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Cherokee Editorial Board ordinance withdrawn: Council, chiefs will retain appointments

Cherokee One Feather Editor Robert Jumper discusses proposed changes to the Editorial Board ordinance with Tribal Council during a Nov. 21 work session. Cherokee One Feather Editor Robert Jumper discusses proposed changes to the Editorial Board ordinance with Tribal Council during a Nov. 21 work session. EBCI image

An ordinance seeking to change the makeup of the Cherokee One Feather’s editorial board made it back in front of Tribal Council on Thursday, Dec. 7, following a lengthy work session held Nov. 21.

But One Feather Editor Robert Jumper, who had submitted the legislation, immediately asked that it be withdrawn. 

“With the level of disagreement with the direction that the Editorial Board was going, we decided to withdraw rather than have it killed or modified into something that might not provide the benefit that we were seeking,” Jumper told The Smoky Mountain News via email.

The Editorial Board, which is enshrined in tribal law, is charged with developing written guidelines and policies for materials published in the tribally owned Cherokee One Feather. Under current law, the board is made up of One Feather staff members, one member appointed jointly by the chief and vice chief, one member appointed by Tribal Council and a staff member from the Office of the Attorney General. Board members serve indefinitely but can be removed for cause by a majority vote of the remaining member.

The ordinance, first introduced to Tribal Council in November, sought to eliminate the two chief and Tribal Council appointees and replace them with four community members, two appointed by the sitting board and two by the Cherokee Community Club Council.

“The goal of our request is to have more community involvement,” Jumper told Tribal Council Nov. 21. “It’s not uncommon in newspapers and media outlets to have the staff be the board that does that [editorial] direction. But in our case, we’re owned by the tribe, so we want our community involved in those decisions.”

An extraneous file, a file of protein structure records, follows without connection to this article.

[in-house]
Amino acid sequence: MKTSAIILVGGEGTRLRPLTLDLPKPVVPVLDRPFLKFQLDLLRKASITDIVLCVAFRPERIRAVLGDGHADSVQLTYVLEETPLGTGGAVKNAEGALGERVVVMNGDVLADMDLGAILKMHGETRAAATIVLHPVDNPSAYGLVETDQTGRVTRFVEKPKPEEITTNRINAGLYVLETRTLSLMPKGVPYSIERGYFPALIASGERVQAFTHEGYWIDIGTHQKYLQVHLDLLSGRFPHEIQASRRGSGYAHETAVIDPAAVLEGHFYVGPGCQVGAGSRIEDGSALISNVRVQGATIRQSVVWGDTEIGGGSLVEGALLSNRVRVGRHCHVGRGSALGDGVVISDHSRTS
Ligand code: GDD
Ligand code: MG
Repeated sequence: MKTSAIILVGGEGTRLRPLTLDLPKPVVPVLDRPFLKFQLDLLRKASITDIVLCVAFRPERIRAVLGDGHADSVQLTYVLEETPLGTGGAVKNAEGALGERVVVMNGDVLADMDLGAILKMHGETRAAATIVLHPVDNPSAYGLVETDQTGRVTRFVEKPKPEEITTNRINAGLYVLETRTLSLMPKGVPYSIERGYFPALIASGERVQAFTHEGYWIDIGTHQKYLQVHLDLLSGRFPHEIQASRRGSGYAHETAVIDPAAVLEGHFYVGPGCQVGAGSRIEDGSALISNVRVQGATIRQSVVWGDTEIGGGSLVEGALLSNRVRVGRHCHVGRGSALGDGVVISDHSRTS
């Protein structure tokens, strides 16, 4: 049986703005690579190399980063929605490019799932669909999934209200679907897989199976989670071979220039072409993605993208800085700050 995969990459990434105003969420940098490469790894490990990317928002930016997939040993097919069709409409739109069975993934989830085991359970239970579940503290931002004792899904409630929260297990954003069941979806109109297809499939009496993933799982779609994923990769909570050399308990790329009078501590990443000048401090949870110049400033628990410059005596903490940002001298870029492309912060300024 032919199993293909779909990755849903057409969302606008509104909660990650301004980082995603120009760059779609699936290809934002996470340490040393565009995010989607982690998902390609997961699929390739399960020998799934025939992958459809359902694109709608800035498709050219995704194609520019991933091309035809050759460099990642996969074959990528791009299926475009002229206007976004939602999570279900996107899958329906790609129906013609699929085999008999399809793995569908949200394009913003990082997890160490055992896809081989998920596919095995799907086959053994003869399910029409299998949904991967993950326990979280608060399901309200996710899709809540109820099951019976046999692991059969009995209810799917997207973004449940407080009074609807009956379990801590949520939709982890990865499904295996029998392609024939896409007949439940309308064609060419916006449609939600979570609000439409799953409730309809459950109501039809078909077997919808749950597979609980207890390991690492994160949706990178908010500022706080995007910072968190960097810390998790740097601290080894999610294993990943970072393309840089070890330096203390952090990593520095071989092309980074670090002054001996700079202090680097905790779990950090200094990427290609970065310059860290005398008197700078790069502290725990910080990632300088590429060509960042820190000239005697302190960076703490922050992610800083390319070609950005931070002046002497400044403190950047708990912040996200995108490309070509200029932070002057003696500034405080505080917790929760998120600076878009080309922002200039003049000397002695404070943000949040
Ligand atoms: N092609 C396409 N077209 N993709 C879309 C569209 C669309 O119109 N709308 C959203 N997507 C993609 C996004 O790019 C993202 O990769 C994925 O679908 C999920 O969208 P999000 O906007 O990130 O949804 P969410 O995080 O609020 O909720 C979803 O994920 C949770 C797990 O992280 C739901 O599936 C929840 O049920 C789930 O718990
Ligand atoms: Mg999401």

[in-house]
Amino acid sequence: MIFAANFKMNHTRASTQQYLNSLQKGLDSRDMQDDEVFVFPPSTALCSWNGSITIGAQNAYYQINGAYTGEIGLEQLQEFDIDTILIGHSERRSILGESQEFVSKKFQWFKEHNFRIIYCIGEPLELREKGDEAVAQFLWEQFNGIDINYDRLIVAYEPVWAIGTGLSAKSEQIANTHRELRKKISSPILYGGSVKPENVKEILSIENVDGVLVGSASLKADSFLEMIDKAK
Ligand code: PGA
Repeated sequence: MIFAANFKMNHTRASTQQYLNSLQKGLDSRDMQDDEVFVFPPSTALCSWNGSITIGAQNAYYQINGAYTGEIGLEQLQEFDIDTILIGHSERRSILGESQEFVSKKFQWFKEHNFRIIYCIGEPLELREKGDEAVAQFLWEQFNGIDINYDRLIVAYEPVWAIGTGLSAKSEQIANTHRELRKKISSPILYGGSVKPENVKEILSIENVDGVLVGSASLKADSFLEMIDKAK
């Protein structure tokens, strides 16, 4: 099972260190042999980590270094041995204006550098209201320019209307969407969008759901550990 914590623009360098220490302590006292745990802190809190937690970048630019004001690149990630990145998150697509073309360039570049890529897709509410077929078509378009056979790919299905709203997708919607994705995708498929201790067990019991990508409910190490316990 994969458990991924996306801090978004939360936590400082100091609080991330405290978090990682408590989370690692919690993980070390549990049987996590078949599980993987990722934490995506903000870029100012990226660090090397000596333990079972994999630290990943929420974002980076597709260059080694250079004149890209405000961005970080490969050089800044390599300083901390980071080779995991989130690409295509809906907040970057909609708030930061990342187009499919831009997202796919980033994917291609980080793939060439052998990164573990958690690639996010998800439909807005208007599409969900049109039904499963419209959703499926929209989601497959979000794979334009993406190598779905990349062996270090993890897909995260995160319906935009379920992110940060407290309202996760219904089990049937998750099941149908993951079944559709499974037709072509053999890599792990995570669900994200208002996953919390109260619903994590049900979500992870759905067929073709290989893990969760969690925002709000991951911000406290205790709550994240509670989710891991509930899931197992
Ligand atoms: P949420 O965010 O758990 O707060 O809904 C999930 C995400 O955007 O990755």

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The Editorial Board ordinance was last revised in 2018. That revision took the tribe’s director of marketing and public relations off the roster and gave the executive and legislative branches one appointment each. Additionally, at that time, language was removed from the ordinance requiring that “all news articles, editorials or other matters dealing with controversial subjects shall be submitted to the editorial board for consideration and approval prior to publication.”

“We had good intentions, but it wasn’t a good plan,” Jumper said of the 2018 revision. “I think you guys [on Tribal Council] are so good and studious in your deliberation of the code, and what we did was basically infuse politics into the board. It wasn’t a good fit for The One Feather because [Cherokee Code Chapter] 75 says we shouldn’t be politically influenced.”

Painttown Rep. Dike Sneed asked Jumper whether any Council member had ever attempted to coerce him to do anything he believed to be wrong following the 2018 revision. Jumper said no such thing has happened, but that that’s not the point.

“It’s not that direct influence that we’re really concerned about because it would be a very public influence,” he said. “It’s more the subtle things of maybe appointing someone that might be able to be fed direction, for example. Perceptions are as bad as fact in the media, so people can be not doing anything bad at all, but the perception of it will kill them. So what we want to do is avoid any perception of political influence.”